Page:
The long-term effects of the French Revolution can still be felt today, examples including the birth of the republic and its ensuing democracies, and the advent of secularism and modern ideologies. Following the abolishment of the monarchy and the execution of King Louis XVI in 1793, France's military embarked on an unprecedented string of victories that included the subjection of Italy, Belgium, Luxembourg, Holland, parts of Germany and most of the area west of the Rhine River. The French Revolution saw the rise and fall of Napoleon, new monarchies and further revolutions that shaped modern France.
The French Revolution is considered one of the most important events in world history, and it is been viewed as the "dawn of the modern era." It helped to reduce the aristocracy and the power and wealth of the church. It helped to define the terms "equality" and "rights" among the people and, according to one historian,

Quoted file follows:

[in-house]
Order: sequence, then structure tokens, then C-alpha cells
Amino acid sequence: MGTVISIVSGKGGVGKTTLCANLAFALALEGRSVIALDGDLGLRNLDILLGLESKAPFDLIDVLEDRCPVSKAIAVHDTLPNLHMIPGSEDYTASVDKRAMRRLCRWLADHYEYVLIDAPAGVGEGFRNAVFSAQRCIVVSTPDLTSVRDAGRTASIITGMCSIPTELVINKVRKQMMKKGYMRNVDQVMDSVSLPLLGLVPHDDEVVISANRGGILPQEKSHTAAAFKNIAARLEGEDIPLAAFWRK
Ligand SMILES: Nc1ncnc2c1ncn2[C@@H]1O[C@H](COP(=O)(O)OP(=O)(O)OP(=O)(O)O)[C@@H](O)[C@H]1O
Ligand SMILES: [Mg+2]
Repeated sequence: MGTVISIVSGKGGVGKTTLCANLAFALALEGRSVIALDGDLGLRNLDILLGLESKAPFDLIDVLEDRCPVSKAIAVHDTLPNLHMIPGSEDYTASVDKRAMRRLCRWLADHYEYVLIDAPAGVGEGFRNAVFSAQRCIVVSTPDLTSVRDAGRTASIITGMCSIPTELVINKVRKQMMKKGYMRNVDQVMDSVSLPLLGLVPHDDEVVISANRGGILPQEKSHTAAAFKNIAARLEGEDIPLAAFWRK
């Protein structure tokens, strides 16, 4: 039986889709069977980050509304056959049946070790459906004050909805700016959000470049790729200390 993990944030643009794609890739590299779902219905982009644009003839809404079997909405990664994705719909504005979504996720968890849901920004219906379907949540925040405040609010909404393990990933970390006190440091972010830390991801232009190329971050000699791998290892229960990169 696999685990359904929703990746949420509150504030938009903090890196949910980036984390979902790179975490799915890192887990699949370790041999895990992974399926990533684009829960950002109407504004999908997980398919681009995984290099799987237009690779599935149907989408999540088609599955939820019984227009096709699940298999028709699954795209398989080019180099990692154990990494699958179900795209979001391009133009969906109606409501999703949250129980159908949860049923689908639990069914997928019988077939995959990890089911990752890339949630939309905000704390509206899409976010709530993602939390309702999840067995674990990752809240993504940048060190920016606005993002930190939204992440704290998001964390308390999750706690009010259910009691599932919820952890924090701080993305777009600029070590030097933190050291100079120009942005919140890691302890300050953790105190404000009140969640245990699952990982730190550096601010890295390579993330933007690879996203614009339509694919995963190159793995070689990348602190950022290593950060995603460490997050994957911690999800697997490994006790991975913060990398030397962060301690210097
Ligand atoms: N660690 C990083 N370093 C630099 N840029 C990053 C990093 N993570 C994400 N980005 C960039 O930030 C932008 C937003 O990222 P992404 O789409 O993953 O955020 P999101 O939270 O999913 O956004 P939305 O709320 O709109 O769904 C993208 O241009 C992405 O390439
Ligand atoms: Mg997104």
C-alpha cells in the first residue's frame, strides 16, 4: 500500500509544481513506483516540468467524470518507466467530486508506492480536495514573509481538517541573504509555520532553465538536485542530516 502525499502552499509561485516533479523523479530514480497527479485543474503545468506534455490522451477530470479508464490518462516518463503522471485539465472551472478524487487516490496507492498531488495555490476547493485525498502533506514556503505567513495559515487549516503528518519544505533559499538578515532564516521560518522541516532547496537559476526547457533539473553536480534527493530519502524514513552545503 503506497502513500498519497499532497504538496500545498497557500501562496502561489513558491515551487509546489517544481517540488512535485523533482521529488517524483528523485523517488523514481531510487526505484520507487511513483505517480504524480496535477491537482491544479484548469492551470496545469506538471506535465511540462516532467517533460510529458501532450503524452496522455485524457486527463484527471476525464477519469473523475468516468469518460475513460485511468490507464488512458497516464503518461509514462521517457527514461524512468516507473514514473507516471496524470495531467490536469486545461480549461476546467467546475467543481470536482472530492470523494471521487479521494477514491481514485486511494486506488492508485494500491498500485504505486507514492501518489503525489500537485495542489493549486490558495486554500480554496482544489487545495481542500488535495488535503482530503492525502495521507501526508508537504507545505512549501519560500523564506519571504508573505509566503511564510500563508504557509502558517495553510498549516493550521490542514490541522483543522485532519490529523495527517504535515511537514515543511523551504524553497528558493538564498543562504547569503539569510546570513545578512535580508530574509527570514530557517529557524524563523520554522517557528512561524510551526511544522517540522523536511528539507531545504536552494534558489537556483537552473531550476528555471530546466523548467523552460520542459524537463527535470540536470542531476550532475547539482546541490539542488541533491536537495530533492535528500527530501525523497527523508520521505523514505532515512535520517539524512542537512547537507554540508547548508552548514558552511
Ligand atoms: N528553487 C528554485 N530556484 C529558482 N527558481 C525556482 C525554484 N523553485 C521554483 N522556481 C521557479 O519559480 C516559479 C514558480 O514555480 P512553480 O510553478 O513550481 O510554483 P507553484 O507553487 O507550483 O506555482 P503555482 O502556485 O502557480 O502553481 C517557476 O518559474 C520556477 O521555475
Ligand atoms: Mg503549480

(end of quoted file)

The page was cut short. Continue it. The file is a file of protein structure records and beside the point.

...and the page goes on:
"Thousands of men and even many women gained firsthand experience in the political arena: they talked, read, and listened in new ways; they voted; they joined new organizations; and they marched for their political goals. Revolution became a tradition, and republicanism an enduring option."
The French Revolution was a catalyst for future revolts worldwide, particularly the Russian Revolution and the rise of Mao Zedong in China.